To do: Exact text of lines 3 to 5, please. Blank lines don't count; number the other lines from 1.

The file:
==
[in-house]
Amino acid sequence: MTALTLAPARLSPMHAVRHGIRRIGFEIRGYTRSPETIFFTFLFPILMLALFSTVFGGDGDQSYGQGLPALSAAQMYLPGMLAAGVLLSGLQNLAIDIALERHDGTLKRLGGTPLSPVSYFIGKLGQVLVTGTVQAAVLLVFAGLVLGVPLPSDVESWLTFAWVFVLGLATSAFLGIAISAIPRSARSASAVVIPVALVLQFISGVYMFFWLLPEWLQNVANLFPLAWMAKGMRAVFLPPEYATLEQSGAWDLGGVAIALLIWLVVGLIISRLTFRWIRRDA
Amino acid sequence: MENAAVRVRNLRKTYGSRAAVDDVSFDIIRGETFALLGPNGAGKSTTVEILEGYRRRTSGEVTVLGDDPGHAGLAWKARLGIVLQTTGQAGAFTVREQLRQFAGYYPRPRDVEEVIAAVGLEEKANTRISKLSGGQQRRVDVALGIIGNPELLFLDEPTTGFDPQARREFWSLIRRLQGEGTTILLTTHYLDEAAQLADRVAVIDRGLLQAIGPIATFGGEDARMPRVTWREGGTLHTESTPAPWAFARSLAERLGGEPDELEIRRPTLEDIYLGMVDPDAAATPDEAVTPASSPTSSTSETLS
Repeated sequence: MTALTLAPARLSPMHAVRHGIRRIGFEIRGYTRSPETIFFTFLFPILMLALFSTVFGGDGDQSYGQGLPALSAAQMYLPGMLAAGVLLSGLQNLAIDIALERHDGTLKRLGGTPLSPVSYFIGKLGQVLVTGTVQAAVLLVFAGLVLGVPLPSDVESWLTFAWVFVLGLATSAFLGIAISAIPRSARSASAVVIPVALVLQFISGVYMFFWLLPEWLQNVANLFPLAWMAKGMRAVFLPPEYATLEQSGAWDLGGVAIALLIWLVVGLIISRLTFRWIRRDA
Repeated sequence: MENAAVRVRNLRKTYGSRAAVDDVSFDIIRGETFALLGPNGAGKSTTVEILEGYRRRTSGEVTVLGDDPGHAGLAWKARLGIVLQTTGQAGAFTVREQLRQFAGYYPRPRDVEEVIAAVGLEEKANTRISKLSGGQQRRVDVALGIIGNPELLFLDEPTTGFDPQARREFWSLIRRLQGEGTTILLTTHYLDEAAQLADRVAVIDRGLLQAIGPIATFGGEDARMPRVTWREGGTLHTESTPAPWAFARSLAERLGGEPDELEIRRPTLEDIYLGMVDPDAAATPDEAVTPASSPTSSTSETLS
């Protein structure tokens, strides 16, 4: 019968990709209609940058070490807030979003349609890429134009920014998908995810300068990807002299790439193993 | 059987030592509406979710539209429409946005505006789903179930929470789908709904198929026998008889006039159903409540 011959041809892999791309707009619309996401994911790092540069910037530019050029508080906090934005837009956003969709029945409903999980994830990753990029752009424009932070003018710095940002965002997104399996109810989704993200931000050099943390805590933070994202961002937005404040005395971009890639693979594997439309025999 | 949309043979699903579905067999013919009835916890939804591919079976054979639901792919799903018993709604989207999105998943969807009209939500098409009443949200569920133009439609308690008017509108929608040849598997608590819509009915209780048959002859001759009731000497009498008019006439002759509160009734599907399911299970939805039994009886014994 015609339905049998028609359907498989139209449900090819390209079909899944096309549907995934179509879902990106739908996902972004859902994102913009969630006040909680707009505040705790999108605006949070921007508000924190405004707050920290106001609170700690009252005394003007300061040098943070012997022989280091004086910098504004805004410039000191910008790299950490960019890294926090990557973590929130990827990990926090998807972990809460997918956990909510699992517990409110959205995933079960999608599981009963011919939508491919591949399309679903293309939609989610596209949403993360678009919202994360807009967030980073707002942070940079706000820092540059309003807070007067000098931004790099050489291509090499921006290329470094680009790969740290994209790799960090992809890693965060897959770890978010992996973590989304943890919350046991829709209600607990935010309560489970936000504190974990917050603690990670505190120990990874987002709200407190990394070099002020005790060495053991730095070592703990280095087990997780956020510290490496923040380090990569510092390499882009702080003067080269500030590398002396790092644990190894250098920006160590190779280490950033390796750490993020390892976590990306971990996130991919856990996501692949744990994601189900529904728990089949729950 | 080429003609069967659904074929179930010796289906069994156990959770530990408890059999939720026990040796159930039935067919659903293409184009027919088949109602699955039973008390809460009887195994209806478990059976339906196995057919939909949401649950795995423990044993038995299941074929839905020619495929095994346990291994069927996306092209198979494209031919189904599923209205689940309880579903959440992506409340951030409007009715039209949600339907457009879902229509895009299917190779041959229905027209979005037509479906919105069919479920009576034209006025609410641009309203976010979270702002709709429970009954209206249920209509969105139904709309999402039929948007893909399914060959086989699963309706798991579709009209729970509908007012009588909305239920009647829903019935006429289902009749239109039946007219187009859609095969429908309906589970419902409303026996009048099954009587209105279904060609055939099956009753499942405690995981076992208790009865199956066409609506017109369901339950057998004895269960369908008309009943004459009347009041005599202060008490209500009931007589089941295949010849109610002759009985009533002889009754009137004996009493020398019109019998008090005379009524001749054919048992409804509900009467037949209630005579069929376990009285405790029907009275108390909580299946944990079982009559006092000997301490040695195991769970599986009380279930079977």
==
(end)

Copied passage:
Amino acid sequence: MENAAVRVRNLRKTYGSRAAVDDVSFDIIRGETFALLGPNGAGKSTTVEILEGYRRRTSGEVTVLGDDPGHAGLAWKARLGIVLQTTGQAGAFTVREQLRQFAGYYPRPRDVEEVIAAVGLEEKANTRISKLSGGQQRRVDVALGIIGNPELLFLDEPTTGFDPQARREFWSLIRRLQGEGTTILLTTHYLDEAAQLADRVAVIDRGLLQAIGPIATFGGEDARMPRVTWREGGTLHTESTPAPWAFARSLAERLGGEPDELEIRRPTLEDIYLGMVDPDAAATPDEAVTPASSPTSSTSETLS
Repeated sequence: MTALTLAPARLSPMHAVRHGIRRIGFEIRGYTRSPETIFFTFLFPILMLALFSTVFGGDGDQSYGQGLPALSAAQMYLPGMLAAGVLLSGLQNLAIDIALERHDGTLKRLGGTPLSPVSYFIGKLGQVLVTGTVQAAVLLVFAGLVLGVPLPSDVESWLTFAWVFVLGLATSAFLGIAISAIPRSARSASAVVIPVALVLQFISGVYMFFWLLPEWLQNVANLFPLAWMAKGMRAVFLPPEYATLEQSGAWDLGGVAIALLIWLVVGLIISRLTFRWIRRDA
Repeated sequence: MENAAVRVRNLRKTYGSRAAVDDVSFDIIRGETFALLGPNGAGKSTTVEILEGYRRRTSGEVTVLGDDPGHAGLAWKARLGIVLQTTGQAGAFTVREQLRQFAGYYPRPRDVEEVIAAVGLEEKANTRISKLSGGQQRRVDVALGIIGNPELLFLDEPTTGFDPQARREFWSLIRRLQGEGTTILLTTHYLDEAAQLADRVAVIDRGLLQAIGPIATFGGEDARMPRVTWREGGTLHTESTPAPWAFARSLAERLGGEPDELEIRRPTLEDIYLGMVDPDAAATPDEAVTPASSPTSSTSETLS